Israel Banning iPad Over Wi-Fi Concerns


While the iPad has been flying off shelves for almost two weeks now, its Wi-Fi — currently the only way to get online with iPad (s aapl), until the 3G wireless models drop later this month — has caused some headlines of its own. Now the news comes of Israel blocking the entry of iPads into the country over concerns of the wireless transmitters being too strong.

It seems that Israeli Customs have already confiscated 10 iPads from travelers until officials can certify the strength of the wireless transmitters used in the new Apple product. The ban doesn’t appear to be an issue of import, as tourists are being blocked from bringing iPads along with residents of the country. This must certainly be a difficult blow for those traveling with their great new device, only to have it taken away by the hosting government. The iPads are being held with a daily storage fee to the owner, or can be mailed home at the owner’s expense for now.

The Communications Ministry of Israel has explained its reasoning:

If you operate equipment in a frequency band which is different from the others that operate on that frequency band, then there will be interference

connectivity issues

Hopefully Israeli officials can come to agreeable terms soon, as Apple will be releasing the iPad internationally on May 10. But until the restrictions die down, you’ll have to leave your iPad at home when traveling to Israel in the near term.

Related GigaOM Pro Research: How AT&T Will Deal with iPad Data Traffic


Avi Gur

According to a press release from Israel Ministry Of Communication dated April 24, 2010, the Communication Minister ordered to allow the import of one iPad per person. One iPad per person will be allowed into the Country.

The issue was that “as Israel regulations in the area of WiFi are similar to European standards, which are different from American standards”.

Following tests with Apple, other European Government agencies and a well known international lab, the Communication Minister issued an order allowing, at this time, the import into Israel of one iPad per person.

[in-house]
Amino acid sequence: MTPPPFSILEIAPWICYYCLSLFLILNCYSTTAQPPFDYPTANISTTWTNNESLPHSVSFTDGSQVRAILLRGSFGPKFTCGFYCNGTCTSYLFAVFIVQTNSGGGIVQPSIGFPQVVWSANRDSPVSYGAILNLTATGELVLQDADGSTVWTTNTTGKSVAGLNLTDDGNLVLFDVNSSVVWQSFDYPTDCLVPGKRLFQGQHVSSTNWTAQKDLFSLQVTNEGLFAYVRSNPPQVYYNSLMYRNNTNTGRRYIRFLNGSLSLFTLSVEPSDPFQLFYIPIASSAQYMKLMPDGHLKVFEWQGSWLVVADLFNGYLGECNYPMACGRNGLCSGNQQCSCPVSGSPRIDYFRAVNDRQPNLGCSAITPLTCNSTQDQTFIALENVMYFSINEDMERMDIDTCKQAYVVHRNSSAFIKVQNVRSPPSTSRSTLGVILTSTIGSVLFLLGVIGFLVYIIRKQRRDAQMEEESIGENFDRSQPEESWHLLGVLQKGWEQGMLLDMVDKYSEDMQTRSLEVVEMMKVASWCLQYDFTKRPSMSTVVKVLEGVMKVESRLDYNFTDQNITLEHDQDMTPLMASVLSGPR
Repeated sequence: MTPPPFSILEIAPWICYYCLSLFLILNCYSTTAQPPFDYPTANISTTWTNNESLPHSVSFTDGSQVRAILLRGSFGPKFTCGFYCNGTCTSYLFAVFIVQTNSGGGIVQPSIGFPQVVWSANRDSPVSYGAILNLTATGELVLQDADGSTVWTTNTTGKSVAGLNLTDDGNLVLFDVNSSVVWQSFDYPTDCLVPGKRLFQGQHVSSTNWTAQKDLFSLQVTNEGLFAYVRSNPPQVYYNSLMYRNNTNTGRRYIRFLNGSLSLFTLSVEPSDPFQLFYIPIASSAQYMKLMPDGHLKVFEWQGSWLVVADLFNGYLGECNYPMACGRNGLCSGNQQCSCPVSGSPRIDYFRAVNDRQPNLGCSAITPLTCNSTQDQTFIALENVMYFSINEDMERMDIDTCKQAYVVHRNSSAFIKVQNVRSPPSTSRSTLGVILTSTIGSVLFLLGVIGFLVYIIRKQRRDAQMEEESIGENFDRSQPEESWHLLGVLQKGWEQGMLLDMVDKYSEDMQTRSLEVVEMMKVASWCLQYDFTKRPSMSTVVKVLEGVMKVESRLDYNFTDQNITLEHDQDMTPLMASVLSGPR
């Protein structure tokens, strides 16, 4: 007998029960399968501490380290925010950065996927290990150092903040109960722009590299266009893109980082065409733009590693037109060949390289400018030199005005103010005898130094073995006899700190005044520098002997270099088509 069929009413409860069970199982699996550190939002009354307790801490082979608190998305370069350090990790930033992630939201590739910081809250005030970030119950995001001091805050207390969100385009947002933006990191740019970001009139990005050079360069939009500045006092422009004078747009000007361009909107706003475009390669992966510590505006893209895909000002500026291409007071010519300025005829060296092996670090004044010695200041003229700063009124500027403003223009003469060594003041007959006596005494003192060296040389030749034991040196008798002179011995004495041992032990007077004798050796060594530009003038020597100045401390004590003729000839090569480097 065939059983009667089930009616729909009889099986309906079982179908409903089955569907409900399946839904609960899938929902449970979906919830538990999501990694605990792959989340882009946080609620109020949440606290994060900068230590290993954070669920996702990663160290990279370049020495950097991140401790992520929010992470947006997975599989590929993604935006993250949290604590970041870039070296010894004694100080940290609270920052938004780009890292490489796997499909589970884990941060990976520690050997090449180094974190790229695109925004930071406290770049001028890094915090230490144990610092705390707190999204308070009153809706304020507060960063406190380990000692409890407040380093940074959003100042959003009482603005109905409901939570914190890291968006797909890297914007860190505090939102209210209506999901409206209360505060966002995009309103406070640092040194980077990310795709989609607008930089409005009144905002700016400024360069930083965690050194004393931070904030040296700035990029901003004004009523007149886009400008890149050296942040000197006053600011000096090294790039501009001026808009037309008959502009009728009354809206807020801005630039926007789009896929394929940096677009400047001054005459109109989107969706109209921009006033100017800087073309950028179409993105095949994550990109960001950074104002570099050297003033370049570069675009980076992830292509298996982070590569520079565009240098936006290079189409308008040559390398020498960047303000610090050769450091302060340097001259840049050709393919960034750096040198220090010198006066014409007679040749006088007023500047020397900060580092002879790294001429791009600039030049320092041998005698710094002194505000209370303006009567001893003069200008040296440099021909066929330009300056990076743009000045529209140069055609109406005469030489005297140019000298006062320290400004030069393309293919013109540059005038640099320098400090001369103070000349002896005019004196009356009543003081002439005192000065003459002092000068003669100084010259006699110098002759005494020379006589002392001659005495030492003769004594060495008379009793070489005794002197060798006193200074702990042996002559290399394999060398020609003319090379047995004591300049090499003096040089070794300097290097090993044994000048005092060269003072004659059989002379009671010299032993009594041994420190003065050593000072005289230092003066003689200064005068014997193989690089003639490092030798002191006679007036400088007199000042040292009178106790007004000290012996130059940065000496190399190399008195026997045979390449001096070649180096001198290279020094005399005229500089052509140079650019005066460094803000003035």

The Israeli government is heavily invested in Google.

Justin Westfall

These claims seem completely false in that to my knowledge the iPhone and iPod Touch have the same wi-fi technology as the iPad. And my question is what are they worried about it interfering with? Being that the iPad is not yet sold internationally and so only those hand-full of travelers would be bringing them what harm could they possibly cause. The signals from the iPads are not any stronger than that of a regular computer or any other device with wi-fi capabilities. I think in this case the Israeli government is being a little too careful with technology that does not appear to be at all dangerous.


israeli standards is similar to european standard, so as long as ipad has european standard there is no technical reasons.
furthermore, iphones, ipads and the latest mac (with n standard) are approved by MoC

the real issue is that MoC leaders are a group of morons looking for cheap PR and warried only abour commercial intetest of some companies expected to sell the peoduct at very high prices.

Michael Gat

Funny, all my relatives there use Linksys and Netgear wireless routers that they bought in the US (presumably US spec) and nobody has a problem with that.

They all use US-bought laptops with US-spec wifi cards and US-bought wifi cards in their desktops and nobody seems to care.

In fact, every US-based visitor who brings a laptop or wifi-capable PDA also has a US-spec 802.11x device with them, but I’ve never been stopped at Ben Gurion to have my trusty notebook (with Intel 802.11n card inside) inspected or confiscated.

So what’s the big deal with the iPad? Is the iPad implementation of 802.11x any different from anybody else’s? Or is it just that they have so far failed to certify it to meet international standards? Or is there something else?

Mohamed Muhtaseb

Israel says that those transmission jam things for their military.
That’s why they don’t bring/import any of their Airport devices expect for the Airport Express. Airport Extreme, Time Capsule and banned in Israel.

Nick Santilli

Thanks for the info – I didn’t mean to imply that Israel was behind in tech or anything like that, was just trying to figure out what possible frequency they were concerned over.

And thanks for setting the record straight on the camels too. ;)

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